Home – Blog – Brewery Update: Our Beer Names
March 17, 2016
Have you ever wondered what our beer names mean? We spend a lot of time naming our beers so that they represent Shetland, our homeland.
60 ° North Lager
Shetland lies on the latitude of 60 ° North which is over 100 miles North of the British mainland. This 60 ° North Latitude line is shared with places like Alaska, Siberia and Greenland…so pretty far North! This means Shetland has the perfect conditions for brewing lagers. The temperature doesn’t change too much from Summer to Winter, and tends to stay relatively cool, great for cold conditioning, which we do to our lager for 4 weeks minimum to ensure that crisp, refreshing taste.
Fishing is one of the most important sources of income for Shetland and as a result, we have a lot of fishermen. There are also many Shetlanders who go to sea as sailors. Sailing, rowing and fishing are hugely popular leisure pursuits. The sea is in our blood. A ‘Skipper’s Ticket’ is the equivalent of a driving license for a boat, and is known affectionately as your ‘passport to the seas’. Our Skipper’s Ticket uses three different hops from all over the world, which represents the fact Shetland seafarers sail to every corner of the globe but always return back to our homeland – The Old Rock.
Shetland is a very windy place,; dealing with gusts of over 100mph (technically regarded as hurricane level) are second nature to us. As a result, only a few, hardy trees grow here. This means we rely on our abundance of peat bogs to light our fires rather than wood. A ‘tushkar’ is a traditional Shetland long, thin spade with a specially designed tip, for cutting out these peats. We decided to name our oatmeal stout after this trusty implement because of the delicate peaty background which rounds off the big coffee and chocolate notes.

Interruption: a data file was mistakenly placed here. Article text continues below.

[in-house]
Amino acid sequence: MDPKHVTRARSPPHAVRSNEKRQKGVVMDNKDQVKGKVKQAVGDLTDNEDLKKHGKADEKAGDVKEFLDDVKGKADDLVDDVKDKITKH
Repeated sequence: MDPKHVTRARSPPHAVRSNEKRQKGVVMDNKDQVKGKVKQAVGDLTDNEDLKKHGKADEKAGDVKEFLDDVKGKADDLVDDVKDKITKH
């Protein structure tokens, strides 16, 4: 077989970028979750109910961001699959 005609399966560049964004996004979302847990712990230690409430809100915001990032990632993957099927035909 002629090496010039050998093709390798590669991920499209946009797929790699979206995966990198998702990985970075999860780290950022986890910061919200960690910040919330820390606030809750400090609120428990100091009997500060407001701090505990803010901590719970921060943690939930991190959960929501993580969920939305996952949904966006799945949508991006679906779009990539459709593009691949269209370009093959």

Lerwick, the capital of Shetland, is a very traditional town with a modern twist, which is how we would describe our IPA. Like a traditional IPA, we’ve paid a lot of attention to the malts we’ve used to ensure their flavours still come through, rather than a purely hop focus, to result in a beautifully balanced beer. The modern twist is in the hops, as we’ve used American Chinook and Cascade – which our forefathers wouldn’t have had access to – , to give a really distinct twist on this iconic beer style.
Shetland has strong links to New Zealand, with many Shetlanders settling there during the clearances in the 19th Century. Many others subsequently followed, a pattern that continued well into the 20th century. We wanted to mark this connection by using New Zealand hops in some of our beers. Azure uses hops from the US and New Zealand and the name Azure comes from the colour of the Pacific Ocean, which is the only separation between these two countries. The label imagery pays homage to our New Zealand links, with Maori tattoo patterns taking centre stage in the Shetland pony, as well as the making up the background design.